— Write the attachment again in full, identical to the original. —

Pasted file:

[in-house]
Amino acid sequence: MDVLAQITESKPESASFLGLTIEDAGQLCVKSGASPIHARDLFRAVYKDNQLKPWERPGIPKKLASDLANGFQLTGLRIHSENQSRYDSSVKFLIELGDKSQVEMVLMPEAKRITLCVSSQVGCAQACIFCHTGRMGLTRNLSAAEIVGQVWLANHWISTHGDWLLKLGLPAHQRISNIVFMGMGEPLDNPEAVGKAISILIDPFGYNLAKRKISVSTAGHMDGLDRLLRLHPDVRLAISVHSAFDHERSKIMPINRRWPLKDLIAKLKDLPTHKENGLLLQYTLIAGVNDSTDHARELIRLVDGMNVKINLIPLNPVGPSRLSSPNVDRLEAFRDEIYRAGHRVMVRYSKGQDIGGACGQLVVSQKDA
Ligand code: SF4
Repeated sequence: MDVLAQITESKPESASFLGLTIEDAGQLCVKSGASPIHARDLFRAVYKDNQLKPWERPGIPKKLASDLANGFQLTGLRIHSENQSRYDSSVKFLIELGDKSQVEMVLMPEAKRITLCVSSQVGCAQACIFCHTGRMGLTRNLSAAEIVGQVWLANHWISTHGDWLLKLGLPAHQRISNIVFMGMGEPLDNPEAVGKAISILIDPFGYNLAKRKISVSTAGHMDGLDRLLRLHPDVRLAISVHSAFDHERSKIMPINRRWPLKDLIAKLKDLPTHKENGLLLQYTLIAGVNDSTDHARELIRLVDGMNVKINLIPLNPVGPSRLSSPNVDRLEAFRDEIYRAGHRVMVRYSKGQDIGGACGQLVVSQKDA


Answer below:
[in-house]
Amino acid sequence: MDVLAQITESKPESASFLGLTIEDAGQLCVKSGASPIHARDLFRAVYKDNQLKPWERPGIPKKLASDLANGFQLTGLRIHSENQSRYDSSVKFLIELGDKSQVEMVLMPEAKRITLCVSSQVGCAQACIFCHTGRMGLTRNLSAAEIVGQVWLANHWISTHGDWLLKLGLPAHQRISNIVFMGMGEPLDNPEAVGKAISILIDPFGYNLAKRKISVSTAGHMDGLDRLLRLHPDVRLAISVHSAFDHERSKIMPINRRWPLKDLIAKLKDLPTHKENGLLLQYTLIAGVNDSTDHARELIRLVDGMNVKINLIPLNPVGPSRLSSPNVDRLEAFRDEIYRAGHRVMVRYSKGQDIGGACGQLVVSQKDA
Ligand code: SF4
Repeated sequence: MDVLAQITESKPESASFLGLTIEDAGQLCVKSGASPIHARDLFRAVYKDNQLKPWERPGIPKKLASDLANGFQLTGLRIHSENQSRYDSSVKFLIELGDKSQVEMVLMPEAKRITLCVSSQVGCAQACIFCHTGRMGLTRNLSAAEIVGQVWLANHWISTHGDWLLKLGLPAHQRISNIVFMGMGEPLDNPEAVGKAISILIDPFGYNLAKRKISVSTAGHMDGLDRLLRLHPDVRLAISVHSAFDHERSKIMPINRRWPLKDLIAKLKDLPTHKENGLLLQYTLIAGVNDSTDHARELIRLVDGMNVKINLIPLNPVGPSRLSSPNVDRLEAFRDEIYRAGHRVMVRYSKGQDIGGACGQLVVSQKDA